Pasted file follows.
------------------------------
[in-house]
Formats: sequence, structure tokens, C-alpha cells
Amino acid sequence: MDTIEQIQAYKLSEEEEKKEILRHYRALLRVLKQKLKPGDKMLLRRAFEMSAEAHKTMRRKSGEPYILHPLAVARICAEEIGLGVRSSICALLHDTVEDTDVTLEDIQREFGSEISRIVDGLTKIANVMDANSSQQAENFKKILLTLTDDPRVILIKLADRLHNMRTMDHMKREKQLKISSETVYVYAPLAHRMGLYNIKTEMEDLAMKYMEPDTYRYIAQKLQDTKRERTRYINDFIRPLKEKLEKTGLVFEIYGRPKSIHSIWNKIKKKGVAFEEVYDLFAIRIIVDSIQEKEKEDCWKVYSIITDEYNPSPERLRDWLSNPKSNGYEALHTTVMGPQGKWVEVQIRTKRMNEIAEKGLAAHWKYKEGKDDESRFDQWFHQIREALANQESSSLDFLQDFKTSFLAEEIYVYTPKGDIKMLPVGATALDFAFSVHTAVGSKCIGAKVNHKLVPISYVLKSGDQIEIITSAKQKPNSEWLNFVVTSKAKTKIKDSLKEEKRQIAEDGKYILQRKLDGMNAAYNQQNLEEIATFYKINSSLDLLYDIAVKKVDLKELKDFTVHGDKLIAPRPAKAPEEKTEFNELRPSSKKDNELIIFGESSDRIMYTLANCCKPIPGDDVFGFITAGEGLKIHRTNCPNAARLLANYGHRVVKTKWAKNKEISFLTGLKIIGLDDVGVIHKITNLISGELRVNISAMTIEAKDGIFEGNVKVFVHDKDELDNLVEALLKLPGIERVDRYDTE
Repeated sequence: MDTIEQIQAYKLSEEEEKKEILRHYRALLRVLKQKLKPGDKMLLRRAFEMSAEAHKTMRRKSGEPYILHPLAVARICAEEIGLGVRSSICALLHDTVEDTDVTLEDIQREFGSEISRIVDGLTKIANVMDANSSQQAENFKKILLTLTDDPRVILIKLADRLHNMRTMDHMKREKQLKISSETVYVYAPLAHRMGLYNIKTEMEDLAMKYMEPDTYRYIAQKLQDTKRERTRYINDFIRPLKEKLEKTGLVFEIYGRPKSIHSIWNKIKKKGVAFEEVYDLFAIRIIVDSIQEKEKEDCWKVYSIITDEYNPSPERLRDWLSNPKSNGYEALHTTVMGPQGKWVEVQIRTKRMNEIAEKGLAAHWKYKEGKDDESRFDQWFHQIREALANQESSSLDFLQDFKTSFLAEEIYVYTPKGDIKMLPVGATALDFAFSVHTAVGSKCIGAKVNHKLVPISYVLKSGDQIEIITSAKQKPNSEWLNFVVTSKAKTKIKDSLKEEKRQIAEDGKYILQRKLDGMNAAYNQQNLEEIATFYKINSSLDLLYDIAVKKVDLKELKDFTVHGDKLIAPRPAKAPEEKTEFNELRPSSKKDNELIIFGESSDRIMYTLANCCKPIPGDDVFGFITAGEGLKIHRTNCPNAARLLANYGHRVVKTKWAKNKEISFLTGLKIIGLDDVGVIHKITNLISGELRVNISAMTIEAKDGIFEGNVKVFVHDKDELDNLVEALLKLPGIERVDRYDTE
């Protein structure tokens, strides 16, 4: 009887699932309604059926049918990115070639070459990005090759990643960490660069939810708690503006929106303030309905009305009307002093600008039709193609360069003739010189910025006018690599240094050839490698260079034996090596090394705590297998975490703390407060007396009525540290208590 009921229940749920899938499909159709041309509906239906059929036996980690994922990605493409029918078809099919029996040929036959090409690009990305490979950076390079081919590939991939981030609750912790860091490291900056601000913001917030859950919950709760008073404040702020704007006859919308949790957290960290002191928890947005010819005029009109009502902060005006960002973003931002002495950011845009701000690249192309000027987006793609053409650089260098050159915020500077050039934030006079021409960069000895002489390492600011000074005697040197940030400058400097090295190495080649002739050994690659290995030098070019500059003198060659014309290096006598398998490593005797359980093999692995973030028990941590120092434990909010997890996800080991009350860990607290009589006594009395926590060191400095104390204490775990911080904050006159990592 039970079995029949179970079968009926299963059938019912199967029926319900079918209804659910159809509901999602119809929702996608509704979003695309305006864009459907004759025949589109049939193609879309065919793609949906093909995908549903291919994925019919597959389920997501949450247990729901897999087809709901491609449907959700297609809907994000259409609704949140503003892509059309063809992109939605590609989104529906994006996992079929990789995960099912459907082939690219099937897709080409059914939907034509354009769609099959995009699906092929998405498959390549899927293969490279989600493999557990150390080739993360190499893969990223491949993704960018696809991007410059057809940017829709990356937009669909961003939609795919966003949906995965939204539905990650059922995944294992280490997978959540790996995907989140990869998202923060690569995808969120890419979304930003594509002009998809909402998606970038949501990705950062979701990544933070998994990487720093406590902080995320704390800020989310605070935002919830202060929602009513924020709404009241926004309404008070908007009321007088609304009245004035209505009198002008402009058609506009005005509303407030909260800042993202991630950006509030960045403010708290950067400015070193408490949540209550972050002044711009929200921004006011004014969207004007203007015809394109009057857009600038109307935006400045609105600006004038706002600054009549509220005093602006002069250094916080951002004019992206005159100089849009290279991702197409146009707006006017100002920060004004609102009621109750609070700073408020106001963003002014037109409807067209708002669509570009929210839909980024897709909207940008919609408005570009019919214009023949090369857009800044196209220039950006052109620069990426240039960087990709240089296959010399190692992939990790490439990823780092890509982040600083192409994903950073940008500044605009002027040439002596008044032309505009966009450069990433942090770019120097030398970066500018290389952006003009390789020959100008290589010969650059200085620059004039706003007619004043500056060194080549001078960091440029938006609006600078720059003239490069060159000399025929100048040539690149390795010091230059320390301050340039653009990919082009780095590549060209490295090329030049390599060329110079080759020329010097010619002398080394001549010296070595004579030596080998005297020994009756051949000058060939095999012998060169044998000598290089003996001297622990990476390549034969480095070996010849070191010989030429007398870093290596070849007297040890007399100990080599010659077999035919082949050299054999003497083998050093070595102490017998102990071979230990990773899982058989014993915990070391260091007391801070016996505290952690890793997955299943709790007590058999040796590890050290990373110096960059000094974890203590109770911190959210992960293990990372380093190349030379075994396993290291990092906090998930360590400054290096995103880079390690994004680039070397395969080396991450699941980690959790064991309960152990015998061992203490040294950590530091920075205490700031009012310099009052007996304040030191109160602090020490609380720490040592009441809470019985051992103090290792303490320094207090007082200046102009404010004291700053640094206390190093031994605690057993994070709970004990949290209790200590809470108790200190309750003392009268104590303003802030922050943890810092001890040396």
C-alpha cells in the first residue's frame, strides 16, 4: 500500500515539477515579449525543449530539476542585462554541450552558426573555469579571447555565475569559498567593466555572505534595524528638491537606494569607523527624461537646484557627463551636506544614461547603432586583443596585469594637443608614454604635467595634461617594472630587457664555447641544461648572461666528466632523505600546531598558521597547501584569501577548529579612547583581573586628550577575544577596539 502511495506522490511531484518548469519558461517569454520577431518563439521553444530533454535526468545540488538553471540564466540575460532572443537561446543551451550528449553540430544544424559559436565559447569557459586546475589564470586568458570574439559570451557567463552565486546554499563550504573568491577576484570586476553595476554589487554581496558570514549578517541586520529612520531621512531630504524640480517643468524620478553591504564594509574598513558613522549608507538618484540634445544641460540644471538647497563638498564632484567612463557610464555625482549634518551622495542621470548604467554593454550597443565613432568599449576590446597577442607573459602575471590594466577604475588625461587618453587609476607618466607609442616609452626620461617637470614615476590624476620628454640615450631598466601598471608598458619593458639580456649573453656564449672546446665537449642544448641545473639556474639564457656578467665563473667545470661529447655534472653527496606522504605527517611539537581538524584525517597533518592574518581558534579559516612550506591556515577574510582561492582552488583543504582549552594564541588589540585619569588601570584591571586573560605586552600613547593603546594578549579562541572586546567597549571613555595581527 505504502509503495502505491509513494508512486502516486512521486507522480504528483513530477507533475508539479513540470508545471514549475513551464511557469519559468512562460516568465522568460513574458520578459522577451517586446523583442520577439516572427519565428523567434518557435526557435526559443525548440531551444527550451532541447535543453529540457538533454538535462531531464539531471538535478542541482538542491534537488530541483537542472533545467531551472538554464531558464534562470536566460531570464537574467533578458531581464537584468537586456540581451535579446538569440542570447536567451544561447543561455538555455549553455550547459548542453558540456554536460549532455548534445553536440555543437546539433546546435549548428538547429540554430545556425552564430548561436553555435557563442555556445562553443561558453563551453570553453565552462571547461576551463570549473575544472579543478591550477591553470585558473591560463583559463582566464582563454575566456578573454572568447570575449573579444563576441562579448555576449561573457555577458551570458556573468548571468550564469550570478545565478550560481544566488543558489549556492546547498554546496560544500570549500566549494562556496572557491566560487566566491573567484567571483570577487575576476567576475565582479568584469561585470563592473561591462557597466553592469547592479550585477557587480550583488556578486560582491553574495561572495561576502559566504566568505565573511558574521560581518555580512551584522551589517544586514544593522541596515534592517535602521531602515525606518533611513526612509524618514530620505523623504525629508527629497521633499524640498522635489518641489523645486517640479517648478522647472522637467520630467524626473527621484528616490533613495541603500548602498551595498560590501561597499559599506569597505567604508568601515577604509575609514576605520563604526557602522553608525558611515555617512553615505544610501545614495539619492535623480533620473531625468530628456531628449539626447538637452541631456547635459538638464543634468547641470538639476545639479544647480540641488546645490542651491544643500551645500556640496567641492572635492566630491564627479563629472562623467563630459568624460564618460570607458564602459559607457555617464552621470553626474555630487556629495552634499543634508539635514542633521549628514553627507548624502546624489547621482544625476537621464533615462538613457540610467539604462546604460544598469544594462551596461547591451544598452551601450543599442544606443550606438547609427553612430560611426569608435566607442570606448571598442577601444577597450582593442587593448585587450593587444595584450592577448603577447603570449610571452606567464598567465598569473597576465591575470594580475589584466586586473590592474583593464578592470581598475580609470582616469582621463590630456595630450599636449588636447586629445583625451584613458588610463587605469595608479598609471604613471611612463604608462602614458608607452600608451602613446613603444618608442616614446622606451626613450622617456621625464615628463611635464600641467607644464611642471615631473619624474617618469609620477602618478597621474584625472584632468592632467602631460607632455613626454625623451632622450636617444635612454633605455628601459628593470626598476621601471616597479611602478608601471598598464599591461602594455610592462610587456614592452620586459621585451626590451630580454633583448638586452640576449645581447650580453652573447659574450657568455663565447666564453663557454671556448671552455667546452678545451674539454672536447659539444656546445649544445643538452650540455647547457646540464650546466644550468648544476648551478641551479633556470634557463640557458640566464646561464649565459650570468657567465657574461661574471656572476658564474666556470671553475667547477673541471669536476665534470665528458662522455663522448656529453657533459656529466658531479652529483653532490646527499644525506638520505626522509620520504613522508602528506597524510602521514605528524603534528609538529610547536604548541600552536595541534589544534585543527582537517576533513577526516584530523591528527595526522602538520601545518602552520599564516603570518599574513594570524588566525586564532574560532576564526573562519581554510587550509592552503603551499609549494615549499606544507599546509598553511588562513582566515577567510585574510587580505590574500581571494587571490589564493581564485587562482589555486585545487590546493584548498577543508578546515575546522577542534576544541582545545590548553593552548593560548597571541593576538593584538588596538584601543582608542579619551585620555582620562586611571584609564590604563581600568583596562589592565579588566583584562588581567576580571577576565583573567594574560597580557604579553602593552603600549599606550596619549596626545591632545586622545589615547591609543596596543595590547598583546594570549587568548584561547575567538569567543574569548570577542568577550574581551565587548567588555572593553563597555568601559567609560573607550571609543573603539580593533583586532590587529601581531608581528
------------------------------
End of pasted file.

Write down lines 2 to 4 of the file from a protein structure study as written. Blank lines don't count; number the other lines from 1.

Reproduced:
Formats: sequence, structure tokens, C-alpha cells
Amino acid sequence: MDTIEQIQAYKLSEEEEKKEILRHYRALLRVLKQKLKPGDKMLLRRAFEMSAEAHKTMRRKSGEPYILHPLAVARICAEEIGLGVRSSICALLHDTVEDTDVTLEDIQREFGSEISRIVDGLTKIANVMDANSSQQAENFKKILLTLTDDPRVILIKLADRLHNMRTMDHMKREKQLKISSETVYVYAPLAHRMGLYNIKTEMEDLAMKYMEPDTYRYIAQKLQDTKRERTRYINDFIRPLKEKLEKTGLVFEIYGRPKSIHSIWNKIKKKGVAFEEVYDLFAIRIIVDSIQEKEKEDCWKVYSIITDEYNPSPERLRDWLSNPKSNGYEALHTTVMGPQGKWVEVQIRTKRMNEIAEKGLAAHWKYKEGKDDESRFDQWFHQIREALANQESSSLDFLQDFKTSFLAEEIYVYTPKGDIKMLPVGATALDFAFSVHTAVGSKCIGAKVNHKLVPISYVLKSGDQIEIITSAKQKPNSEWLNFVVTSKAKTKIKDSLKEEKRQIAEDGKYILQRKLDGMNAAYNQQNLEEIATFYKINSSLDLLYDIAVKKVDLKELKDFTVHGDKLIAPRPAKAPEEKTEFNELRPSSKKDNELIIFGESSDRIMYTLANCCKPIPGDDVFGFITAGEGLKIHRTNCPNAARLLANYGHRVVKTKWAKNKEISFLTGLKIIGLDDVGVIHKITNLISGELRVNISAMTIEAKDGIFEGNVKVFVHDKDELDNLVEALLKLPGIERVDRYDTE
Repeated sequence: MDTIEQIQAYKLSEEEEKKEILRHYRALLRVLKQKLKPGDKMLLRRAFEMSAEAHKTMRRKSGEPYILHPLAVARICAEEIGLGVRSSICALLHDTVEDTDVTLEDIQREFGSEISRIVDGLTKIANVMDANSSQQAENFKKILLTLTDDPRVILIKLADRLHNMRTMDHMKREKQLKISSETVYVYAPLAHRMGLYNIKTEMEDLAMKYMEPDTYRYIAQKLQDTKRERTRYINDFIRPLKEKLEKTGLVFEIYGRPKSIHSIWNKIKKKGVAFEEVYDLFAIRIIVDSIQEKEKEDCWKVYSIITDEYNPSPERLRDWLSNPKSNGYEALHTTVMGPQGKWVEVQIRTKRMNEIAEKGLAAHWKYKEGKDDESRFDQWFHQIREALANQESSSLDFLQDFKTSFLAEEIYVYTPKGDIKMLPVGATALDFAFSVHTAVGSKCIGAKVNHKLVPISYVLKSGDQIEIITSAKQKPNSEWLNFVVTSKAKTKIKDSLKEEKRQIAEDGKYILQRKLDGMNAAYNQQNLEEIATFYKINSSLDLLYDIAVKKVDLKELKDFTVHGDKLIAPRPAKAPEEKTEFNELRPSSKKDNELIIFGESSDRIMYTLANCCKPIPGDDVFGFITAGEGLKIHRTNCPNAARLLANYGHRVVKTKWAKNKEISFLTGLKIIGLDDVGVIHKITNLISGELRVNISAMTIEAKDGIFEGNVKVFVHDKDELDNLVEALLKLPGIERVDRYDTE